The Magna Carta, which restricted the king’s power in England, was an important document. In 1215, King John had imposed heavy taxes to pay for his wars, and he’d imprisoned certain delinquent barons for their failure to pay. As a result, some barons rebelled. They captured the king and forced him to sign an agreement known as the Magna Carta, Latin for “great charter”. Read on to know why the Magna Carta came in picture during James II’s almost tyrannical rule.
Not Honoring the Magna Carta
The document stipulated that no power, not even that of the king, was absolute. Making the point, taxation now required assent; and all free men were entitled to certain rights, including a right to justice. The Magna Carta was amended many times over the centuries, but the principles it conveyed endured. The charter symbolized individual rights and censored monarchical overreach.
Until the summer of 1688, some of England’s more moderate elements urged patience in the face of James II’s Catholicism and autocratic inclinations. After all, the king had a Protestant daughter who was next in line for the crown. His reign might be just a short, egregious aberration. But two issues tipped the scales that summer.
This article comes directly from content in the video series The Great Revolutions of Modern History. Watch it now, on Wondrium.
Religious Liberty in Jeopardy
First, James found no support in Parliament to overturn legislations—the Test Act and Penal Laws—that prohibited the public worship of Catholicism and so he settled on a different tactic. He directed Anglican clergy to announce from the pulpit that the Penal Laws would no longer be enforced.
Seven leading bishops pushed back against this directive. And so, James ordered them to be imprisoned and tried. The bishops were acquitted. But the clash convinced many Englishmen that if James was left to his own devices, then the country’s political and religious liberty would be in grave jeopardy.
A Prince’s Birth Tipped the Balance of Power
The second issue that brought this simmering distrust to a head was the birth of a new prince. As bells in the Tower of London rung to announce the occasion, consternation rather than celebration prevailed.
The birth of the Catholic king’s Catholic heir signaled troubling times ahead for Protestant England. A small group of aristocrats and gentlemen now wrote to the staunch Protestant, Prince William of Orange, in Holland, who was married to James’ eldest daughter, Mary.
William was told: “The people are so generally dissatisfied with the present conduct of the government in relation to their religion, liberties, and properties… and they are in such expectation of their prospects being daily worse” that the vast majority of them would support William’s ascension to the throne.
This was a key point. William needed the support of commoners as well as of the elite. For a revolution to succeed, the upper crust—and lower—needed to share a strategic consensus. Without it, the replacement of James II with William and Mary would amount to no more than a coup d’état. Trusting the many assurances he received, William sailed to England in November 1688. By the time he and his forces landed, William enjoyed significant goodwill and support.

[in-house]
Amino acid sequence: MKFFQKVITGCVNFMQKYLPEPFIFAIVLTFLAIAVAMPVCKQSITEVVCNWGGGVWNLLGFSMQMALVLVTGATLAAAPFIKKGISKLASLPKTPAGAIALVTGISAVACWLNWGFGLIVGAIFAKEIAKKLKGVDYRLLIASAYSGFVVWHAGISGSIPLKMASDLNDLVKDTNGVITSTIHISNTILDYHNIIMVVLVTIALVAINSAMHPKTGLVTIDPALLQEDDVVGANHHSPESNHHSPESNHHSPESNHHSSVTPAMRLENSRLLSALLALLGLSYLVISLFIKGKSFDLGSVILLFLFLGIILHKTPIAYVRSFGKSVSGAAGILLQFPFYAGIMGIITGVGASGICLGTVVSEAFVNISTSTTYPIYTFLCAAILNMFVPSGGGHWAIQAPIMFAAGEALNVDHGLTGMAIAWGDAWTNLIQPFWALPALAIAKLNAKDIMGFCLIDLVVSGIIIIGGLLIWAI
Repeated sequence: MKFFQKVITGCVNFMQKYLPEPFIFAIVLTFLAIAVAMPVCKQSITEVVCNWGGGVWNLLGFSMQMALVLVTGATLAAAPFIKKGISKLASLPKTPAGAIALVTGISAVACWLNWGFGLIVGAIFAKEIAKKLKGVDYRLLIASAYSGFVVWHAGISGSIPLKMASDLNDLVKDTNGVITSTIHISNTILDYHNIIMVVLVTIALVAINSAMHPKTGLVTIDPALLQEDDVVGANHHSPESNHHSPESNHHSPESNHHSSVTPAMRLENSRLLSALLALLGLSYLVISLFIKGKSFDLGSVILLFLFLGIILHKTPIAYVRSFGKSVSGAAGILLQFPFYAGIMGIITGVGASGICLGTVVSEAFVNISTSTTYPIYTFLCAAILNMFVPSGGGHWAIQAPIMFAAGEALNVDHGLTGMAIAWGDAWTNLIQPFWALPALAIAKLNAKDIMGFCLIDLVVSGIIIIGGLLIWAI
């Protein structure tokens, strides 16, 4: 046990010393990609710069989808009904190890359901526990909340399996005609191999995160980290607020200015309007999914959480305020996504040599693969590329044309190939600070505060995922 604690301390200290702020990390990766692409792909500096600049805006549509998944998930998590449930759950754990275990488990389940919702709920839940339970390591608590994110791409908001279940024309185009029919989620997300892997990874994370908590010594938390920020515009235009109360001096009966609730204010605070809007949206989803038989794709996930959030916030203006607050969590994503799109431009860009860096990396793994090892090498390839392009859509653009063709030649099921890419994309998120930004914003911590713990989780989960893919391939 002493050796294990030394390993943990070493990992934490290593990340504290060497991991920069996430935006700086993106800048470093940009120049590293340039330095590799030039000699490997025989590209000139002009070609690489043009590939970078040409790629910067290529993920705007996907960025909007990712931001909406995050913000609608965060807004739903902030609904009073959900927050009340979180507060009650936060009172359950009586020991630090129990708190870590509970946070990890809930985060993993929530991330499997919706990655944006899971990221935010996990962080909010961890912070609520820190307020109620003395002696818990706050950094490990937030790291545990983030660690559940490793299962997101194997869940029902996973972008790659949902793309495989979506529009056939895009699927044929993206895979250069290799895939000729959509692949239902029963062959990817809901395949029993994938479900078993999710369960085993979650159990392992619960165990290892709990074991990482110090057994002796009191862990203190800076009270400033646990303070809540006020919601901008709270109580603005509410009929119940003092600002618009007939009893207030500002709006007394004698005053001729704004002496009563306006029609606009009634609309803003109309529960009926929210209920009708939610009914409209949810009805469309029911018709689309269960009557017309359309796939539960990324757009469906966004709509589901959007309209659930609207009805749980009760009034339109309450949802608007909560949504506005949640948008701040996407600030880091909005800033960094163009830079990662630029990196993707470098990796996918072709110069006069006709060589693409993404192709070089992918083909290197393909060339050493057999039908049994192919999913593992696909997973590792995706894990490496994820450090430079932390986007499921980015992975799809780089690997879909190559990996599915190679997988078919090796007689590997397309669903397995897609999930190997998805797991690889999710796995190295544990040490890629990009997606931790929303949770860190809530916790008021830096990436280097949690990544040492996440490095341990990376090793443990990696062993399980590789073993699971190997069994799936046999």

James II: The Most Hated Man in England
And to reaffirm his defense of English rights and tradition, the Prince of Orange promulgated a declaration—in English, Dutch, French and German—that cataloged James’s alleged violations of English traditions of rule.
William also expressed a commitment to respect Parliament’s authority. And he referred to Parliament the matter of rampant rumors that the newborn Prince of Wales wasn’t really the king’s son at all but rather a random infant who had been smuggled into the queen’s bedchamber in a warming pot.
As William made his way up to London from the Devon coast, many Englishmen volunteered to join his ranks. And Englishwomen offered provisions for his troops. Meanwhile, Irish Catholic soldiers were rumored to be en route to exact revenge on James’ behalf. And though such reports were unfounded, angry mobs attacked and ransacked Catholic schools and chapels in London.
All across the country, William’s arrival unleashed the pent-up frustration of common people and gentry alike. As a result, when William and his forces entered London in mid-December, they were greeted with widespread support.
At the same time, James II couldn’t escape realizing how deeply hated he had become. First, he sent his wife and infant son to France for their safety. Then, James himself slipped out of the country, reaching his wife and son on Christmas Day, 1688.
Common Questions about How James II Was Overthrown in England
The Magna Carta was a document that King John had been forced to sign in 1215 after a rebellion against him. The document stipulated that no power in England was absolute. It recognized individual rights and was a step toward implementing justice.
James II tried to overturn the legislation that prohibited Catholicism to be worshiped in public. But nobody in Parliament supported James’s intentions. So instead, given his power in England, he directed the Anglican clergy to announce that the Penal Laws would no longer be enforced, effectively nulling the law without the Parliament’s help.
The people of England were tired of the rule of James II, the absolute power in England. They had suffered and would welcome a new face that was Protestant, and also someone who respected the authority of the Parliament, which meant a lot to the dissatisfied people of English cities who joined his forces and supplied his army.